Plans are underway to try and improve the safety of Edinburgh’s tramline system for people travelling by bike…
Following the tragic death of Edinburgh University medical student Zhi Min Soh this summer at the West End junction, Edinburgh Council promised to investigate measures to reduce the toll of tramline cycling crashes throughout the system. Also, Transport Minister Humza Yousaf offered to give the Council any appropriate assistance.
Subsequently, a motion on this (motion 9.1) was passed unanimously at the first meeting of the new Council – at which we had a deputation – and a detailed report on proposals is due at the October Transport Committee.
It is an unfortunate fact that, despite our strenuous efforts 10 years ago, the tramline layout was designed without proper consideration to cycling (or walking). As a result, although many improvements can be made, the system will never be as bike-friendly as it could and should have been.
Spokes has now met with Council officers, where we learned that proposed measures have been divided into stages 1-4 below, the first to be implemented rapidly, whilst later stages will be firmed up and their timescales clarified as design, consultation and, in some cases, legal processes are undertaken.
1. Measures which can be implemented rapidly, without needing legal processes, agreement from other bodies, and so on.
These measures should start to appear at the end of September. They will be monitored to identify any problems encountered and any modifications needed, and the Council will welcome feedback.
We were delighted to hear the Council appreciates that many crashes are due in part to traffic pressures – a vital point which Spokes has picked up from victims who have contacted us. Traffic pressures can force a cyclist unintentionally onto the tramline, often at a highly dangerous angle, or can prevent the cyclist positioning themself properly for an intentional crossing. The proposed immediate measures take this into account, and include…
- New signage throughout the system emphasising the need for people on bikes to be given sufficient space – including space behind when the motor vehicle cannot overtake. These are not standard signs, and so need a government ‘ok’ – but given the Minister’s support it is hoped that this will happen very quickly.
- A media campaign reinforcing the message, possibly including on the backs of buses.
- Red surfacing and white lining to indicate to cyclists where crossing is recommended, and to make motorists more conscious of the fact that cyclists may be needing to cross tramlines. Rather to our surprise, the bright red surfacing at Haymarket has greatly reduced tramline crash reports to Spokes – but most other potential red surfacing locations are less straightforward, and so it will be important for these locations to be monitored carefully.
2&3. Measures which require significant approvals and/or discussion/ agreement with other bodies such as police, tram and bus operators, etc.
For example, measures to give bikes a start over motor traffic, such as advance stop areas and possibly advance traffic lights. Also some physical measures where traffic regulation orders are not needed, such as possibly modifying the island outside Haymarket Station. We expect details will appear in the report to the October Transport Committee.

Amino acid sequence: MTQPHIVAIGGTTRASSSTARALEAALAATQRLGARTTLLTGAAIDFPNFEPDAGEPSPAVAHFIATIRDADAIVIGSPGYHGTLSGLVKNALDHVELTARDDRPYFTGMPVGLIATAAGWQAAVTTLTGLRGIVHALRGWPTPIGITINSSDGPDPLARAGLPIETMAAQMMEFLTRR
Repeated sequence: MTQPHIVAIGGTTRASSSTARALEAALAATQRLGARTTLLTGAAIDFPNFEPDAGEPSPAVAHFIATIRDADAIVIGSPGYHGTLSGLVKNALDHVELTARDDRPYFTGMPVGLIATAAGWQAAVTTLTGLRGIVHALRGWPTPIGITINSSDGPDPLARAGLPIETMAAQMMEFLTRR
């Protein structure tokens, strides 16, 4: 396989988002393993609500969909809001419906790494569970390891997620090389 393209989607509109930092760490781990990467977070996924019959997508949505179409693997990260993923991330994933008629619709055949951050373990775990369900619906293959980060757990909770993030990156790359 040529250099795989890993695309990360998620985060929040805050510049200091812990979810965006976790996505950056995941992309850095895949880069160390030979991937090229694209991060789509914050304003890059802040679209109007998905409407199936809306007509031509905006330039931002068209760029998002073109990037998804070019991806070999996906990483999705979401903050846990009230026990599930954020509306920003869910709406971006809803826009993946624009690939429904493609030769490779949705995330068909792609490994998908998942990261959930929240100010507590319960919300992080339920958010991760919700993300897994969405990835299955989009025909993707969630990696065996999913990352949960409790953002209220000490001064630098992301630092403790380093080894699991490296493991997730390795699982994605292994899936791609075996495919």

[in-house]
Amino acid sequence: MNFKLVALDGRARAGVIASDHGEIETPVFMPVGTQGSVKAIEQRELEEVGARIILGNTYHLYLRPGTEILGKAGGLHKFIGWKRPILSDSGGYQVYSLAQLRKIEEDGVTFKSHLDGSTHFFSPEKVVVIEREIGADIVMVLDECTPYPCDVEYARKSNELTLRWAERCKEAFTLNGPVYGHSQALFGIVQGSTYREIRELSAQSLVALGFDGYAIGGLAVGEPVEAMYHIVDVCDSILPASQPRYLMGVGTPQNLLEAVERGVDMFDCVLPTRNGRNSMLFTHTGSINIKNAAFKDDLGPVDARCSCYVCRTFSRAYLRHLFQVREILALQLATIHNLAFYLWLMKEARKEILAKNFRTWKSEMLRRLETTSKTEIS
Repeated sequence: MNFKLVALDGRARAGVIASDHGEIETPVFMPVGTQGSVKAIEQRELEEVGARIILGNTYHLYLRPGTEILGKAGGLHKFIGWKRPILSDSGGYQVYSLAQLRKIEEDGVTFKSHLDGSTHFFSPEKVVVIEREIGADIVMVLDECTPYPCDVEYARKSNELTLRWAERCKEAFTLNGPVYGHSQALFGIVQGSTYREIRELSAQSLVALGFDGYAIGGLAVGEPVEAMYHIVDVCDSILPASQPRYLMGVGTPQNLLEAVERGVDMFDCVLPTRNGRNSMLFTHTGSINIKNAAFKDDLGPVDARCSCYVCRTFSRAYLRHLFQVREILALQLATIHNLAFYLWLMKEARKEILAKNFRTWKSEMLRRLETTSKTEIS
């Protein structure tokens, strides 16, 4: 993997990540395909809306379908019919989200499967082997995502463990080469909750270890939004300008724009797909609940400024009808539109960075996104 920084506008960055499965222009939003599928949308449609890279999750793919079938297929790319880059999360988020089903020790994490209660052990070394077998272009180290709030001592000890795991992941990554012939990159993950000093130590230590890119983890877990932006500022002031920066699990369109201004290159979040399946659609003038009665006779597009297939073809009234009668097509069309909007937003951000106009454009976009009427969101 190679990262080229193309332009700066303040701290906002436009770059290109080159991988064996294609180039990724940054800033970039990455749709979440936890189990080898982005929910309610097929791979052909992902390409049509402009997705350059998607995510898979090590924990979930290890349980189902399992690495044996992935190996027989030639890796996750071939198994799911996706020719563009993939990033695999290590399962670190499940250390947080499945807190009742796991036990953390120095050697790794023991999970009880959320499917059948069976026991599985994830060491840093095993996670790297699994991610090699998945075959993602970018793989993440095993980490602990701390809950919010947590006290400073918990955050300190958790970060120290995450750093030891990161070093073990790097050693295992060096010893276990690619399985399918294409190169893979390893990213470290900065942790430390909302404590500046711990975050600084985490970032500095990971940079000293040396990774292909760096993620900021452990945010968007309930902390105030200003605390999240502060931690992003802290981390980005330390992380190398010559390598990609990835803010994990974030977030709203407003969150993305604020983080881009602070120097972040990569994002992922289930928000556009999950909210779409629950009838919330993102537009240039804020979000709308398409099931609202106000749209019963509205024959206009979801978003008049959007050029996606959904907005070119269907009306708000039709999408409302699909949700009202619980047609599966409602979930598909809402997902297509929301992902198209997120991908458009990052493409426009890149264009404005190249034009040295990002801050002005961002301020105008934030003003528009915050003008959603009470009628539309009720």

4. Major changes needing Traffic Regulation Orders, significant physical changes to roadways and kerbs, public consultation, etc
There are no detailed proposals yet, but this may tie in with major city centre changes following section 5 of the above motion passed at the first meeting of the new council. In particular, Spokes will continue to press for reduced motor traffic and for segregated cycle provision, notably for Princes Street [see below].
Projects will very likely include significant change at the West End junction (section 1 of the above motion). We are pressing for this to incorporate a cycle crossing (for example, as in our Bulletin 123 drawing) from Lothian Road/Rutland Square to Hope Street, connecting to the planned West-East cycleroute and it could also include the long-promised Hope Street pedestrian crossing.
WHAT YOU CAN DO
- If you have specific ideas for short-term or longer-term measures, tell your councillor and ask them to feed your ideas to relevant officers. Find your (Edinburgh) councillors here.
- In particular, consider the points made in the Spokes deputation to the June Council meeting.
- If you are involved in, or know someone involved in, a tramline crash – please do get it reported officially and send a copy to Spokes.
NOTE ON TRAMLINE ‘FILLERS’
People frequently suggest use of plastic or other tramline ‘fillers’ and pass on a variety of links found on the internet. We understand that Edinburgh Trams has investigated a number of makes and not found any which are effective, can withstand tram wheel pressure, and, most importantly, which work on the type of rail used in Edinburgh’s onroad tram sections (there are successful options for offroad sections). We support this view – see our Spokes note on tramline fillers. Of course, it is important always to keep an open mind for new developments which do resolve the problems, and if anyone in future hears of fillers which do work successfully in this type of on-road rail, please contact Edinburgh Trams.
PRINCES STREET: CAN IT BE TRAFFIC-FREE?
Princes Street was entirely traffic free for the whole of December 2011! [Graphic from Spokes Bulletin 112]